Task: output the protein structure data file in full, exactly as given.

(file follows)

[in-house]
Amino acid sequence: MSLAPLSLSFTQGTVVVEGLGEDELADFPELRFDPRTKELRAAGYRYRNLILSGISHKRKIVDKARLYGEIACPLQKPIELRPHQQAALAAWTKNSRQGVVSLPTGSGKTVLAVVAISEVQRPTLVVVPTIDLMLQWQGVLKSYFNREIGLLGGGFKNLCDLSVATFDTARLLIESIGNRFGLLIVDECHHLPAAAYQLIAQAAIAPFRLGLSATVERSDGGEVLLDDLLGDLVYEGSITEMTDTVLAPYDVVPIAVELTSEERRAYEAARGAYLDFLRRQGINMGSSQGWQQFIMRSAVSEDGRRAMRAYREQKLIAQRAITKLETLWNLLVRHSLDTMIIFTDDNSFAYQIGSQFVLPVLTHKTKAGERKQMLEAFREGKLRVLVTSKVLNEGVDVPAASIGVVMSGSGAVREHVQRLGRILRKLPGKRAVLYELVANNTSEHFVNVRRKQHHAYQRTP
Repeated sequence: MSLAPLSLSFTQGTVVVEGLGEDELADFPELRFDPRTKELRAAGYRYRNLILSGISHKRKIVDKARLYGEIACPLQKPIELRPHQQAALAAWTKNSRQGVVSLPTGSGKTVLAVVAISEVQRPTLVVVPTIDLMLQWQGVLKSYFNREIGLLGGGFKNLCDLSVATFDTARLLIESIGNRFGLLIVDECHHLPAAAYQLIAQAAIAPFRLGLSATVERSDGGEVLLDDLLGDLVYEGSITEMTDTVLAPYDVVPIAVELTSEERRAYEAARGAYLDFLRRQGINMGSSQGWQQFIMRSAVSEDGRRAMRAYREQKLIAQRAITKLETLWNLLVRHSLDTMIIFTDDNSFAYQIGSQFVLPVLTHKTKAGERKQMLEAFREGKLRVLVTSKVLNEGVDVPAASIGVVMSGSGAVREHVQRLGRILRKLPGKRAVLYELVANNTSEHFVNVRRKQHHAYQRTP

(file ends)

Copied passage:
[in-house]
Amino acid sequence: MSLAPLSLSFTQGTVVVEGLGEDELADFPELRFDPRTKELRAAGYRYRNLILSGISHKRKIVDKARLYGEIACPLQKPIELRPHQQAALAAWTKNSRQGVVSLPTGSGKTVLAVVAISEVQRPTLVVVPTIDLMLQWQGVLKSYFNREIGLLGGGFKNLCDLSVATFDTARLLIESIGNRFGLLIVDECHHLPAAAYQLIAQAAIAPFRLGLSATVERSDGGEVLLDDLLGDLVYEGSITEMTDTVLAPYDVVPIAVELTSEERRAYEAARGAYLDFLRRQGINMGSSQGWQQFIMRSAVSEDGRRAMRAYREQKLIAQRAITKLETLWNLLVRHSLDTMIIFTDDNSFAYQIGSQFVLPVLTHKTKAGERKQMLEAFREGKLRVLVTSKVLNEGVDVPAASIGVVMSGSGAVREHVQRLGRILRKLPGKRAVLYELVANNTSEHFVNVRRKQHHAYQRTP
Repeated sequence: MSLAPLSLSFTQGTVVVEGLGEDELADFPELRFDPRTKELRAAGYRYRNLILSGISHKRKIVDKARLYGEIACPLQKPIELRPHQQAALAAWTKNSRQGVVSLPTGSGKTVLAVVAISEVQRPTLVVVPTIDLMLQWQGVLKSYFNREIGLLGGGFKNLCDLSVATFDTARLLIESIGNRFGLLIVDECHHLPAAAYQLIAQAAIAPFRLGLSATVERSDGGEVLLDDLLGDLVYEGSITEMTDTVLAPYDVVPIAVELTSEERRAYEAARGAYLDFLRRQGINMGSSQGWQQFIMRSAVSEDGRRAMRAYREQKLIAQRAITKLETLWNLLVRHSLDTMIIFTDDNSFAYQIGSQFVLPVLTHKTKAGERKQMLEAFREGKLRVLVTSKVLNEGVDVPAASIGVVMSGSGAVREHVQRLGRILRKLPGKRAVLYELVANNTSEHFVNVRRKQHHAYQRTP